“The current restriction to residents only is still in place but gets reviewed every few days. Swimming is no longer prohibited but we cannot staff beaches with lifeguards or open the bathroom facilities,” Mr. Russell said.
He added that the state’s capacity requirements aren’t feasible for Southold Town. “If we are required to cut our parking capacity in half, it would effectively eliminate use for most people. Parking is scarce as it is now,” the supervisor noted.
At a meeting earlier this month, the Southold Town Board adopted a resolution to hire five traffic control officers that are usually needed for Memorial Day weekend.
Mr. Russell said Monday that the officers were hired to help with enforcing COVID-19 restrictions.
Greenport Village Mayor George Hubbard Jr. said Tuesday that Fifth Street beach remains open to village residents only. The village does not typically begin placing a lifeguard on duty until the end of June, Mr. Hubbard said.
In Southampton Town, Sagg Main in Sagaponack, Long Beach in Noyac and Ponquogue Beach in Hampton Bays will be open starting Saturday, with lifeguards and parking attendants on weekends. Officials noted that restrooms will be open and concessions will offer only takeout items, with picnic tables and benches removed.
Both residential and nonresidential yearly permits will be available at the three beaches, which will not be selling daily permits.
While officials hope beaches provide a sense of normalcy for Long Islanders, other summer traditions remain in limbo.
Riverhead Town beaches
Riverhead Town beaches remain open for “passive use,” and face masks should be used when social distancing is not possible, officials said.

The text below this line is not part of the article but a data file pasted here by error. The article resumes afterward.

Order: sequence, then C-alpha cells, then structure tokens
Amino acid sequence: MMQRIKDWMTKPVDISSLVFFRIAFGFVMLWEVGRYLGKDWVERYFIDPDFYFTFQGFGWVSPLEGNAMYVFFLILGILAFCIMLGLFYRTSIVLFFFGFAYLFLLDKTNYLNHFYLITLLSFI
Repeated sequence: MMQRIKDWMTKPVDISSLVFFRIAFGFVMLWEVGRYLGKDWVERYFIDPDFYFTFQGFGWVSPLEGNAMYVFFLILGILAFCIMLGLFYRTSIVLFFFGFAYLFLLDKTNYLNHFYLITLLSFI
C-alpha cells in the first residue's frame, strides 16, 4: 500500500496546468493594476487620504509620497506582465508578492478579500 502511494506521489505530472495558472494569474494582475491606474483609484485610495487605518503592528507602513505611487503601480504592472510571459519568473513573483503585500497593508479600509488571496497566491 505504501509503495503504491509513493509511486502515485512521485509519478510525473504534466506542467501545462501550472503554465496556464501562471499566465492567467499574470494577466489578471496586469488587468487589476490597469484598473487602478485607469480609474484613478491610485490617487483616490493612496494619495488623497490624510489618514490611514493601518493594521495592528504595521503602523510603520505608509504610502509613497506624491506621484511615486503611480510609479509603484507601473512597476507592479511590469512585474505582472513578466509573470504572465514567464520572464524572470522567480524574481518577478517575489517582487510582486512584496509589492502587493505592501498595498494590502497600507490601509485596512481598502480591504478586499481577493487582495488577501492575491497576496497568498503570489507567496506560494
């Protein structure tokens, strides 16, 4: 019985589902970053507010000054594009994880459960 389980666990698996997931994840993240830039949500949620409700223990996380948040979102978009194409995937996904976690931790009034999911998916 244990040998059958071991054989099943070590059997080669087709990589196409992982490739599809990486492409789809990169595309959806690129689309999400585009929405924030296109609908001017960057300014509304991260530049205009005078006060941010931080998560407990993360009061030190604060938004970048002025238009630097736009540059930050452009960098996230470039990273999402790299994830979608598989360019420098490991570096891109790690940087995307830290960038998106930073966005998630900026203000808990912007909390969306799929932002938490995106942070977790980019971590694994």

The Riverhead Recreation Department began selling 2020 beach stickers to residents only over the weekend, with long, socially-distanced lines at the recreation office at Stotzky Park.
Stickers will be available at the recreation office again Saturday, May 23, from 10 a.m. to 2 p.m. as well as at South Jamesport and Wading River town beaches from Saturday to Monday between 10 a.m. to 2 p.m.
Residents can also purchase stickers online via the Viply app and receive their sticker by mail.
Riverhead police said last week that town beaches will be monitored by a police officer or traffic control officer from noon to 8 p.m. on weekends. Officers will be monitoring for proper social distancing and recommended use of personal protective equipment, if available. “Voluntary compliance is the ultimate goal to keep everyone safe and allow the beaches to remain open,” last week’s press release said.
Officials said lifeguards will be on duty at Riverhead Town beaches starting June 27.
Attractions and events
Splish Splash in Riverhead, originally set to open May 23, has pushed off its opening day. “While it’s too soon to confidently provide an opening date, we remain committed to opening Splish Splash this summer as soon as safely possible,” a spokesperson for the water park said recently. “Our highest priority remains the safety of all of our team members and guests. We will continue to closely follow the guidelines set forth by federal, state and local government officials and health experts as we prepare to resume operations.”